Document 20220108 0001Never let it be said that our outgoing chair, Nigel Williams, didn't make his presence felt in the past. This 30 year old cutting reveals how, as Transport spokesperson for North Staffs Friends of the Earth, he believed that traffic congestion and road safety could be improved in the run up to the 21st century. It seems that not much has changed since then but Nigel was speaking with some experience of the infrastructures he was calling for, having lived for several years in Sheffield when the bus service was second to none and a cross-county fare was 10p for an adult (and 2p for a child). The result was low levels of traffic congestion, speedier journeys into town and most families giving up second cars - great for decarbonisation, although that wasn't the issue then. That of course was dependent on having an efficient subsidised bus service (South Yorkshire Passenger Transport Executive) run by councils that not only had the political will to improve public transport but also the finance to afford it.

Sadly, that is not the case today and certainly not in Staffordshire, where buses are commissioned by the county council and cross-border services between counties are too few to be a realistic option for most potential passengers. In practice, bus services around the county can be a viable option for those with spare time, access to a journey planner app and ideally holding a bus pass. However, they could be so much better and, as in Sheffield in the 1980s, be the first choice for busy people not needing to transport bulky goods.  But that would require commitment from national government to provide support and incentives for counties to commission such services. Would that they followed through on their vague promises! They may have produced a policy now that looks like the one called for by Nigel in 1992 but there is little evidence that they are acting on it. After all, how can an administration dependent on funding from the fossil fuel industry ever take such promises seriously?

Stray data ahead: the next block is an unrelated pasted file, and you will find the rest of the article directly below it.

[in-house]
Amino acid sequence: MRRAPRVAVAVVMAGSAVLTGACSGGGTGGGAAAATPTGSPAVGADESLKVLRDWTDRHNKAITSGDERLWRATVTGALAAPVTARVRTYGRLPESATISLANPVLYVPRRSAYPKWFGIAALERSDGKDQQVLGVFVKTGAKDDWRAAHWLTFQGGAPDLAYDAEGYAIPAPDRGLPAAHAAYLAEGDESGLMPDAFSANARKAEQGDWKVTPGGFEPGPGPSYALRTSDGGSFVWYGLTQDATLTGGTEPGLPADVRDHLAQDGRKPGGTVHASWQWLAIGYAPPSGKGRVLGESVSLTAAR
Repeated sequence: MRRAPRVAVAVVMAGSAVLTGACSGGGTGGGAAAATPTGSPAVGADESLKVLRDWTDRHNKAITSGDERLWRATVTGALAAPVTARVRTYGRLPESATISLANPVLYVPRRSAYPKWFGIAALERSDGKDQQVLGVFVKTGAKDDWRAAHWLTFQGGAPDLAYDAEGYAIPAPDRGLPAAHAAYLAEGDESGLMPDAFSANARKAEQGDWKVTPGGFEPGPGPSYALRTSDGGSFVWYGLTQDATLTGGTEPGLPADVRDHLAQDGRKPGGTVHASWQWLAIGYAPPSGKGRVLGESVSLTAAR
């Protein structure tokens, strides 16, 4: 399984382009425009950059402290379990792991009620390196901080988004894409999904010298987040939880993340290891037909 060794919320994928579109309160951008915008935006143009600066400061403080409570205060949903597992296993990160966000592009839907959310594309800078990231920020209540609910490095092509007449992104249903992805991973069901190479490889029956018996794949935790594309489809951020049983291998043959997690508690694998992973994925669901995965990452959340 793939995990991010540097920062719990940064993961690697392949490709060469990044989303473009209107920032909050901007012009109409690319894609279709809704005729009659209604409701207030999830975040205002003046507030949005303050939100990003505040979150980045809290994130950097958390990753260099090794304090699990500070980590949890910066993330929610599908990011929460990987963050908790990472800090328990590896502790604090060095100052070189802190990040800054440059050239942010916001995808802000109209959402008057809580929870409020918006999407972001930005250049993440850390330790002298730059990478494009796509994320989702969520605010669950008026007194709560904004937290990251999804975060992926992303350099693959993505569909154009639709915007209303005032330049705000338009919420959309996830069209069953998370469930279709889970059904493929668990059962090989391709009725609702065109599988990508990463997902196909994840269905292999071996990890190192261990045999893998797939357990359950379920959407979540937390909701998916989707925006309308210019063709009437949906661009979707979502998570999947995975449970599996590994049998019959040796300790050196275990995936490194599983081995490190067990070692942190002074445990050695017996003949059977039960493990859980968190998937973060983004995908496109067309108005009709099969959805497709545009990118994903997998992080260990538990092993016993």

They do however claim to promote active travel and a key part of this, apart from the lazy option of just exhorting people to walk and cycle more, would be making roads safer for cyclists and pedestrians. One successful approach to this, and an improvement on chicanes and sleeping policemen, has been the introduction of 20's Plenty zones around schools throughout the country by grass roots organisations. But there is a strong argument for extending these to most residential roads, as is already happening in the UK's larger cities and will be implemented shortly throughout Wales.

Some might argue that such speed limits would make traffic flows unrealistically slow but in reality congestion already does that, although not consistently enough to be safe.  For example, data from the London Assembly show that between 2008 and 2018 average traffic speeds in central London decreased from 8.7 mph to 7.1 mph; in inner London from 12.5 mph to 11.6 mph and in outer London from 20.3 mph to 19.3 mph.